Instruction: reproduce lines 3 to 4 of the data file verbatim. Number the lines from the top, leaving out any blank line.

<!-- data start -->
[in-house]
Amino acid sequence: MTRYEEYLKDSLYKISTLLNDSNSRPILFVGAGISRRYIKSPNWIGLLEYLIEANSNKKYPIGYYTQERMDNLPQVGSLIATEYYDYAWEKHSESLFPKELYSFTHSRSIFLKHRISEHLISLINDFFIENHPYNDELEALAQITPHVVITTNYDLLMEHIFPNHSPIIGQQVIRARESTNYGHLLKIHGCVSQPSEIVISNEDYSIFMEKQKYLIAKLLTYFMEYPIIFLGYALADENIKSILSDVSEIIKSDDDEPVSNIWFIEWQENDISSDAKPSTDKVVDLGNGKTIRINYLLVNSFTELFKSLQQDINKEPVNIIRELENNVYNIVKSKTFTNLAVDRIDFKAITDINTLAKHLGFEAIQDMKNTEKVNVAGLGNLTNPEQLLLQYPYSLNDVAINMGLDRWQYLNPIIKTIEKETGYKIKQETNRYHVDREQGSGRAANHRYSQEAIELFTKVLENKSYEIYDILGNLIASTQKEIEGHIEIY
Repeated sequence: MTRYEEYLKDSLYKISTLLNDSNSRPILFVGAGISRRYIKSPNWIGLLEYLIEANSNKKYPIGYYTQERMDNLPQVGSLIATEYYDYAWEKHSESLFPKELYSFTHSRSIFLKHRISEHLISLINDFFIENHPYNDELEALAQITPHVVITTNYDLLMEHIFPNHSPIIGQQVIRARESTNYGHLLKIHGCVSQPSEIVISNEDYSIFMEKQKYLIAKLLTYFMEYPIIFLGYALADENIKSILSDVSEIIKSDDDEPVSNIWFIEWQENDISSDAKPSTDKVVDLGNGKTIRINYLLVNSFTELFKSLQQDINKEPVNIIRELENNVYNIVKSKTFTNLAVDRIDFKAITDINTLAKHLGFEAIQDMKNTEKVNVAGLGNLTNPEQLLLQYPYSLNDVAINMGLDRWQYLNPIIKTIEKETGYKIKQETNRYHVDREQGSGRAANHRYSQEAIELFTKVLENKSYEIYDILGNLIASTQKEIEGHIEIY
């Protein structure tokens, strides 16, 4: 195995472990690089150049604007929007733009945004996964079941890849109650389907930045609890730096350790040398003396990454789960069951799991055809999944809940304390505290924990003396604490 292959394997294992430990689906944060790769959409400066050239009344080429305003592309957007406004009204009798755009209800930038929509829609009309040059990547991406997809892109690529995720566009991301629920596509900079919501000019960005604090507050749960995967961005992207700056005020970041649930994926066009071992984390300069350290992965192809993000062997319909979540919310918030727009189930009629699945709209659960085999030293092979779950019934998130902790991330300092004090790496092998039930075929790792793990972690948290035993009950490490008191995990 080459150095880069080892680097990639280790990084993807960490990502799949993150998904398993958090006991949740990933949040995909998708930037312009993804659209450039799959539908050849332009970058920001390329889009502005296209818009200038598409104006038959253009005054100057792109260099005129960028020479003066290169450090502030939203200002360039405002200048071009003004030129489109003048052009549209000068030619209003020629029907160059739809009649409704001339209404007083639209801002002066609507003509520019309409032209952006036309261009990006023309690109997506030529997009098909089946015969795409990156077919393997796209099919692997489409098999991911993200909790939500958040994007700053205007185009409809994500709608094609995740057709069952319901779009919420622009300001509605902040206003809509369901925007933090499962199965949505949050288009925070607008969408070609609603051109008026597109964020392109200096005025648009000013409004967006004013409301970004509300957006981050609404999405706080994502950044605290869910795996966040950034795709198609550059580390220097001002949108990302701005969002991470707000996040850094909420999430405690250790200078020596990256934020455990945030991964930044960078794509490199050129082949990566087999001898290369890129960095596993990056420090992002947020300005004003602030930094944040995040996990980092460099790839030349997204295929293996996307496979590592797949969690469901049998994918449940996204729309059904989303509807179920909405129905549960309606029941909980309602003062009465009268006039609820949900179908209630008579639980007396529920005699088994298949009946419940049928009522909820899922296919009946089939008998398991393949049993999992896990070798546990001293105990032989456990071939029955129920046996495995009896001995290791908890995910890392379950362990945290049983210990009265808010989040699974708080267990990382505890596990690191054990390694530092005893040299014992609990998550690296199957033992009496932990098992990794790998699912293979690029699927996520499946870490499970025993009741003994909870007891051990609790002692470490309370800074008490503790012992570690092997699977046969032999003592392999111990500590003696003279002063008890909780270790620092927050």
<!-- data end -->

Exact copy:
Repeated sequence: MTRYEEYLKDSLYKISTLLNDSNSRPILFVGAGISRRYIKSPNWIGLLEYLIEANSNKKYPIGYYTQERMDNLPQVGSLIATEYYDYAWEKHSESLFPKELYSFTHSRSIFLKHRISEHLISLINDFFIENHPYNDELEALAQITPHVVITTNYDLLMEHIFPNHSPIIGQQVIRARESTNYGHLLKIHGCVSQPSEIVISNEDYSIFMEKQKYLIAKLLTYFMEYPIIFLGYALADENIKSILSDVSEIIKSDDDEPVSNIWFIEWQENDISSDAKPSTDKVVDLGNGKTIRINYLLVNSFTELFKSLQQDINKEPVNIIRELENNVYNIVKSKTFTNLAVDRIDFKAITDINTLAKHLGFEAIQDMKNTEKVNVAGLGNLTNPEQLLLQYPYSLNDVAINMGLDRWQYLNPIIKTIEKETGYKIKQETNRYHVDREQGSGRAANHRYSQEAIELFTKVLENKSYEIYDILGNLIASTQKEIEGHIEIY
């Protein structure tokens, strides 16, 4: 195995472990690089150049604007929007733009945004996964079941890849109650389907930045609890730096350790040398003396990454789960069951799991055809999944809940304390505290924990003396604490 292959394997294992430990689906944060790769959409400066050239009344080429305003592309957007406004009204009798755009209800930038929509829609009309040059990547991406997809892109690529995720566009991301629920596509900079919501000019960005604090507050749960995967961005992207700056005020970041649930994926066009071992984390300069350290992965192809993000062997319909979540919310918030727009189930009629699945709209659960085999030293092979779950019934998130902790991330300092004090790496092998039930075929790792793990972690948290035993009950490490008191995990 080459150095880069080892680097990639280790990084993807960490990502799949993150998904398993958090006991949740990933949040995909998708930037312009993804659209450039799959539908050849332009970058920001390329889009502005296209818009200038598409104006038959253009005054100057792109260099005129960028020479003066290169450090502030939203200002360039405002200048071009003004030129489109003048052009549209000068030619209003020629029907160059739809009649409704001339209404007083639209801002002066609507003509520019309409032209952006036309261009990006023309690109997506030529997009098909089946015969795409990156077919393997796209099919692997489409098999991911993200909790939500958040994007700053205007185009409809994500709608094609995740057709069952319901779009919420622009300001509605902040206003809509369901925007933090499962199965949505949050288009925070607008969408070609609603051109008026597109964020392109200096005025648009000013409004967006004013409301970004509300957006981050609404999405706080994502950044605290869910795996966040950034795709198609550059580390220097001002949108990302701005969002991470707000996040850094909420999430405690250790200078020596990256934020455990945030991964930044960078794509490199050129082949990566087999001898290369890129960095596993990056420090992002947020300005004003602030930094944040995040996990980092460099790839030349997204295929293996996307496979590592797949969690469901049998994918449940996204729309059904989303509807179920909405129905549960309606029941909980309602003062009465009268006039609820949900179908209630008579639980007396529920005699088994298949009946419940049928009522909820899922296919009946089939008998398991393949049993999992896990070798546990001293105990032989456990071939029955129920046996495995009896001995290791908890995910890392379950362990945290049983210990009265808010989040699974708080267990990382505890596990690191054990390694530092005893040299014992609990998550690296199957033992009496932990098992990794790998699912293979690029699927996520499946870490499970025993009741003994909870007891051990609790002692470490309370800074008490503790012992570690092997699977046969032999003592392999111990500590003696003279002063008890909780270790620092927050």